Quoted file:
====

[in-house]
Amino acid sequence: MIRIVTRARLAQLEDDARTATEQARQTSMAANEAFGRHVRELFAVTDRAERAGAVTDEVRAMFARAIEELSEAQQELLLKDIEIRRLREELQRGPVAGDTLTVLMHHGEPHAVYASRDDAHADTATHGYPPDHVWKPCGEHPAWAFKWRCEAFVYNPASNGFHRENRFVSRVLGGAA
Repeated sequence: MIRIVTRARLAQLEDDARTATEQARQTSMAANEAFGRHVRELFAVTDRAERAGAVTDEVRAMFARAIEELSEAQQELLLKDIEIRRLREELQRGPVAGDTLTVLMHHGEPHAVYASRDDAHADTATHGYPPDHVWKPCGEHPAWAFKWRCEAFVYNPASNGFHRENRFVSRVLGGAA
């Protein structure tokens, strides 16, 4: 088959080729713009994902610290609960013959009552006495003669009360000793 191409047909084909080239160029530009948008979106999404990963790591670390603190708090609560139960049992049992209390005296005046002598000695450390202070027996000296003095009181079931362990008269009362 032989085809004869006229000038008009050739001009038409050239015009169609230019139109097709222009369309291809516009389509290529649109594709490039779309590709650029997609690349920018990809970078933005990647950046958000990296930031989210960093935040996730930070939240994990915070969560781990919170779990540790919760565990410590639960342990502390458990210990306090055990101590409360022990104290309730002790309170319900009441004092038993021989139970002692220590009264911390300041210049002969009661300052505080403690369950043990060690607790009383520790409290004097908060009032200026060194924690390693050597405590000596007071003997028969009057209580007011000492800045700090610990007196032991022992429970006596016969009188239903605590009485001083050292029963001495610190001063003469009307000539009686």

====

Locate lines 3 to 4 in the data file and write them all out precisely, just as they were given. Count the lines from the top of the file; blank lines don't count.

Repeated sequence: MIRIVTRARLAQLEDDARTATEQARQTSMAANEAFGRHVRELFAVTDRAERAGAVTDEVRAMFARAIEELSEAQQELLLKDIEIRRLREELQRGPVAGDTLTVLMHHGEPHAVYASRDDAHADTATHGYPPDHVWKPCGEHPAWAFKWRCEAFVYNPASNGFHRENRFVSRVLGGAA
């Protein structure tokens, strides 16, 4: 088959080729713009994902610290609960013959009552006495003669009360000793 191409047909084909080239160029530009948008979106999404990963790591670390603190708090609560139960049992049992209390005296005046002598000695450390202070027996000296003095009181079931362990008269009362 032989085809004869006229000038008009050739001009038409050239015009169609230019139109097709222009369309291809516009389509290529649109594709490039779309590709650029997609690349920018990809970078933005990647950046958000990296930031989210960093935040996730930070939240994990915070969560781990919170779990540790919760565990410590639960342990502390458990210990306090055990101590409360022990104290309730002790309170319900009441004092038993021989139970002692220590009264911390300041210049002969009661300052505080403690369950043990060690607790009383520790409290004097908060009032200026060194924690390693050597405590000596007071003997028969009057209580007011000492800045700090610990007196032991022992429970006596016969009188239903605590009485001083050292029963001495610190001063003469009307000539009686």